The Preteen Team over at Lifeway is led by Jeff Land. They just recently released their preteen curriculum, FLYTE. It is very well-produced and versatile enough to be used in several situations. Being a large publisher, they are a great go-to for research and insight into preteen life.

9. The 5/6 Journal
Nick Bremmer is another “newbie” on the preteen ministry website list. Nick began blogging about his adventure in launching a preteen ministry. It’s fun to travel that journey with him and learn from him.

10. J12
This list was obviously in no specific order because j12 is one of the best preteen resources! The j12 tagline is “reaching a generation before they need to be rescued.” From curriculum to blogging, this is a great site!

What sites did I miss?
What are you reading to help you in preteen ministry?

This post is a discussion on pornography that was originally posted last May. You can also see Part 2 of this post for tips on protecting your preteens
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The pornography industry is a $14 billion business. It is estimated that 42.7% of internet users view pornography. It is literally ripping apart marriages and families every second.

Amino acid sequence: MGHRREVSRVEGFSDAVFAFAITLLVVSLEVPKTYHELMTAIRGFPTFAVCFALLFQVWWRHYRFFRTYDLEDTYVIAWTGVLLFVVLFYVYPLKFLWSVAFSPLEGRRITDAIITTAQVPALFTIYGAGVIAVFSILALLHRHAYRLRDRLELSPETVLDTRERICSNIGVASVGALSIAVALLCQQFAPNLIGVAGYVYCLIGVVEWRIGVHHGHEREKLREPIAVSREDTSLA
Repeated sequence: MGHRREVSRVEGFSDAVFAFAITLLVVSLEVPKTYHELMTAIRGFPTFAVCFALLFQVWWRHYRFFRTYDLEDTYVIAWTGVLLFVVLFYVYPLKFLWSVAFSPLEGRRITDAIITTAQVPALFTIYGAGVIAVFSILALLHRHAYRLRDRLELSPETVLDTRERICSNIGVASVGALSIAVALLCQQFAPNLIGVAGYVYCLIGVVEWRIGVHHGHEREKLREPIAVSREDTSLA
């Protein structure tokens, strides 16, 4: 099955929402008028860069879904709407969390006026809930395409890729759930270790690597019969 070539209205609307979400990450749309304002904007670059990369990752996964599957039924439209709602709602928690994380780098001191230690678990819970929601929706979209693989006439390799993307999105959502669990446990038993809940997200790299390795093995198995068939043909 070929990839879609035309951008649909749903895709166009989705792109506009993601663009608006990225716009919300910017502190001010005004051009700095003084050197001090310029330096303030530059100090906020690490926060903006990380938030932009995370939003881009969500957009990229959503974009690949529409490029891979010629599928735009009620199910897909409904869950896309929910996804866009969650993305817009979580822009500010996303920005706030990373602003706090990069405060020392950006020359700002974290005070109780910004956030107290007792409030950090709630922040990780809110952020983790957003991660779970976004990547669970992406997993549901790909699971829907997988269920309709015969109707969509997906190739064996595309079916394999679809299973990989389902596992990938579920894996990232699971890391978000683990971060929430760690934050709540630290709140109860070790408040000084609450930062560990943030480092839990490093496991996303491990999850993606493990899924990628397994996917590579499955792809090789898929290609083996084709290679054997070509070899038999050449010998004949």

Here are some of the facts about preteens and pornography…

• Average age of first Internet exposure to pornography: 11 years old

• 15-17 year olds having multiple hard-core exposures: 80%

• 8-16 year olds having viewed porn online: 90%

• Nine out of 10 children aged between eight and 16 have viewed pornography on the Internet.

• In most cases, the sex sites were accessed unintentionally when a child, often in the process of doing homework, used a seemingly innocent sounding word to search for information or pictures.
(Data from London School of Economics January 2002)

• The fourth most-searched word on the Internet for kids ages 7 and under in 2009 was “porn.”

• For all kids up to age 18, sex was No. 4, porn No. 5.

• A recent survey found that 30% of girls ages 9 to 15 years old had sent or received sexual messages or photos of themselves.

• 1 of every 3 that reported to receive “sext” messages said that they accidentally received the message that was intended for someone else.
(Data from OnlineFamily.Norton.com and research from AK Tweens)

Be sure to check out Protecting Your Preteen from Pornography for strategies on keeping porn out of your home.